back to article Blighty's 12-sided quid to feature schoolboy's posterior

A 15-year-old West Midlands lad has won the public competition to design the tails side of the forthcoming 12-sided British pound coin, the Royal Mint has announced. David Pearce's rose, leek, thistle and shamrock ensemble triumphed over 6,000 rival entries for the honour to grace the decidedly retro polygonal quid, which pays …

JDX
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ISIS?

They've infiltrated the Mint!

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Anonymous Coward

Gills!

See, the queen really is an alien!

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Anonymous Coward

Re: Gills!

Jesus! He was right all along...

Probably salamanders rather than lizards but that's close enough for me!

Come back David Icke, we can see it now!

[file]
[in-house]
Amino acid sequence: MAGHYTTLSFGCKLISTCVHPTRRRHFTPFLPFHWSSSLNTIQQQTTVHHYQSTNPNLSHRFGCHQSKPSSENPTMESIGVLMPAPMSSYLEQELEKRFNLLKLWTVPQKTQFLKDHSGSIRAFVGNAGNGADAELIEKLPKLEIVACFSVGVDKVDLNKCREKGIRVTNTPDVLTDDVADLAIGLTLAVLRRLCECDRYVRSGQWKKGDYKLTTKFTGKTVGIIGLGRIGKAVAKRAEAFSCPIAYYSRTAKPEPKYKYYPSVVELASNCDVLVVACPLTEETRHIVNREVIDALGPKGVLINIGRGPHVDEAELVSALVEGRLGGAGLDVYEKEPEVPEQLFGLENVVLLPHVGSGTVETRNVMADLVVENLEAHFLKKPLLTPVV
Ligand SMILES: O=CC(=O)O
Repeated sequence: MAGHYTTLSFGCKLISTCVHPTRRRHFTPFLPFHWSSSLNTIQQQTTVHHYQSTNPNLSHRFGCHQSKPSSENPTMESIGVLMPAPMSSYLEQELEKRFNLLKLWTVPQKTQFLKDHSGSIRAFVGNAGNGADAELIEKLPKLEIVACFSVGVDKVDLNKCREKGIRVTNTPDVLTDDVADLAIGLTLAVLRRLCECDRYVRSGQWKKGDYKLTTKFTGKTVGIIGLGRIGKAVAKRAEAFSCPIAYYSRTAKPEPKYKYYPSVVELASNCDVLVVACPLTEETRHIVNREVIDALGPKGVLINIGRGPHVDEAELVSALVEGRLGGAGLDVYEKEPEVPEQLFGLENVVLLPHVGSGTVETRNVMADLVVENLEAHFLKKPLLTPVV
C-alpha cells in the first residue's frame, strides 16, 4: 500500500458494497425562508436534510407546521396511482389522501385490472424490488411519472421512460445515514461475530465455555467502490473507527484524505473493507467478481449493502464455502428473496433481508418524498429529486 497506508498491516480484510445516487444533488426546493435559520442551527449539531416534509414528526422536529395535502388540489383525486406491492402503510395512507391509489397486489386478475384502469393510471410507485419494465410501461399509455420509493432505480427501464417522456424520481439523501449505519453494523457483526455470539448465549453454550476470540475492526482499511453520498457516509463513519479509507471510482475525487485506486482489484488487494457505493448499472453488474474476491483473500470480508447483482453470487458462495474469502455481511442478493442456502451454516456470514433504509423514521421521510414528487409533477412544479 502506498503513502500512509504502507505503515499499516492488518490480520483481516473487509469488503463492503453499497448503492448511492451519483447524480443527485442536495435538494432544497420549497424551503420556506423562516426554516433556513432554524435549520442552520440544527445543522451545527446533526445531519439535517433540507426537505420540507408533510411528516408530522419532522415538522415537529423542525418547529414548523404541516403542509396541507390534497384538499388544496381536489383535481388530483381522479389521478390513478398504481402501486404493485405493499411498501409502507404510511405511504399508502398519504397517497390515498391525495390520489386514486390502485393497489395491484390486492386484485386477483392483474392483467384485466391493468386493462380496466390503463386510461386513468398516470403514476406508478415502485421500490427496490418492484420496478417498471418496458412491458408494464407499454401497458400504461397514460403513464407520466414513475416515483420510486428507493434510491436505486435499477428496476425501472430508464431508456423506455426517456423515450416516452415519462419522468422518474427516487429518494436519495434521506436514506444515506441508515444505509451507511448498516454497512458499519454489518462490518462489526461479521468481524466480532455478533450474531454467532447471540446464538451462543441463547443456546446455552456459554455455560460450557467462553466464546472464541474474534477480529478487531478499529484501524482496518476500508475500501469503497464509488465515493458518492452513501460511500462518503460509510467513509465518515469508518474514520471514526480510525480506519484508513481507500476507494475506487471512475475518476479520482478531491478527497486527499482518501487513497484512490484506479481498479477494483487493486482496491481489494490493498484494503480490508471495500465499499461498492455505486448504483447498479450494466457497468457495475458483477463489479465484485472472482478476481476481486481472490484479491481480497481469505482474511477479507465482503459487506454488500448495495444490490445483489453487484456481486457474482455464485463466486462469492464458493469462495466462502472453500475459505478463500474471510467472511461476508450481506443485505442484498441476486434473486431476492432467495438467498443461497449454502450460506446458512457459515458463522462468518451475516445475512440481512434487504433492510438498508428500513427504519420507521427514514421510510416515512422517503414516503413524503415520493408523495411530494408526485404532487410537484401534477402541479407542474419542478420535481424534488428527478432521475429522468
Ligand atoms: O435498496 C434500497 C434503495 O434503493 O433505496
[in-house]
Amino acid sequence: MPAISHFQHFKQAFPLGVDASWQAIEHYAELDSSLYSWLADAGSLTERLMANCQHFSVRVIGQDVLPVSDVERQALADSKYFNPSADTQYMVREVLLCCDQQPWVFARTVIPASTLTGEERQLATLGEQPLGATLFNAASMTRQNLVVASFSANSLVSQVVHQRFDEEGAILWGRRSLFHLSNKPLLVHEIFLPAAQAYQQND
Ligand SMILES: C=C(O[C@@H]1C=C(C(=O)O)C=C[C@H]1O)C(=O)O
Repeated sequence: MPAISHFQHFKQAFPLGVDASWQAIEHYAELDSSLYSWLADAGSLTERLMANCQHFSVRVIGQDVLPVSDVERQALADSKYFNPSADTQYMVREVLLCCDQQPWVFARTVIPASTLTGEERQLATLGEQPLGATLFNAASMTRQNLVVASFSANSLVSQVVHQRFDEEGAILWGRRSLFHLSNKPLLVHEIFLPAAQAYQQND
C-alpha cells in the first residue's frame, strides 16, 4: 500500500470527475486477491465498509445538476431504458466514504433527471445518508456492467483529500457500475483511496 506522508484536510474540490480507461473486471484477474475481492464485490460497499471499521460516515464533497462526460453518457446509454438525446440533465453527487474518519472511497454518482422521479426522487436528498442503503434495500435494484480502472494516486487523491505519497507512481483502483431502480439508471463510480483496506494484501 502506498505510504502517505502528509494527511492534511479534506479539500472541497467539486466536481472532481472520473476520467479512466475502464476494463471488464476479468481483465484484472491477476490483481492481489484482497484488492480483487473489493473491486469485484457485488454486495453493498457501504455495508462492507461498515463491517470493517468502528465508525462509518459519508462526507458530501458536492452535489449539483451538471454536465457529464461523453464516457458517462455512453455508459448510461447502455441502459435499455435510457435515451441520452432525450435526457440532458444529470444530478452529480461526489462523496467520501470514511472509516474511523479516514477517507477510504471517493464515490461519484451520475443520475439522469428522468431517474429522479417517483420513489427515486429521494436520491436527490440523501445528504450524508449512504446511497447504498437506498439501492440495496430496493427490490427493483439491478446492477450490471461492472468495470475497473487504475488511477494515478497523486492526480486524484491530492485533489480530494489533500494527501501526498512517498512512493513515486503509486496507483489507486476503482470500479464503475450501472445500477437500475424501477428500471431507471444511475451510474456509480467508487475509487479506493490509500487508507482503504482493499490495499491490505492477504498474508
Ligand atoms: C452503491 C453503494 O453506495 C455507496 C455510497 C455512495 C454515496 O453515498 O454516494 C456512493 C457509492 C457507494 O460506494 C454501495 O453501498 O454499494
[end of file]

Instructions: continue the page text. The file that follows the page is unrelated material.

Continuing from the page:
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This is a lovely story

The kid may not get a royalty, but by goodness it's a great opener for every interview he goes to hereafter. 'Have you brought any samples of your work?' 'Why actually, dig in your pocket'.

Overdue, I see so many hooky £1 coins and just pass 'em along as people losing faith in the currency is a bigger problem than one coin from every 40 being a pup.

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Anonymous Coward

Re: This is a lovely story

1 in 40? not sure where you get your figures from but in a job where I get through between £400 and £700 in pound coins per day I expect to find about 1 in 6

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Re: This is a lovely story

Overdue, I see so many hooky £1 coins and just pass 'em along as people losing faith in the currency is a bigger problem ...

I suspect that even if every single £1 coin was a fake, the damage would be negligible compared to HMG's efforts, generally referred to as "QE". And yet, faith is not being destroyed!

(Total value of coin in circulation in the UK: a mere 4 billion quid or thereabouts. Excluding the fakes, of course. )

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Re: This is a lovely story

Either you're lucky, unlucky, or very bad/over vigilant at spotting fakes! Royal Mint is a pretty good source to cite...

http://www.royalmint.com/discover/uk-coins/counterfeit-one-pound-coins.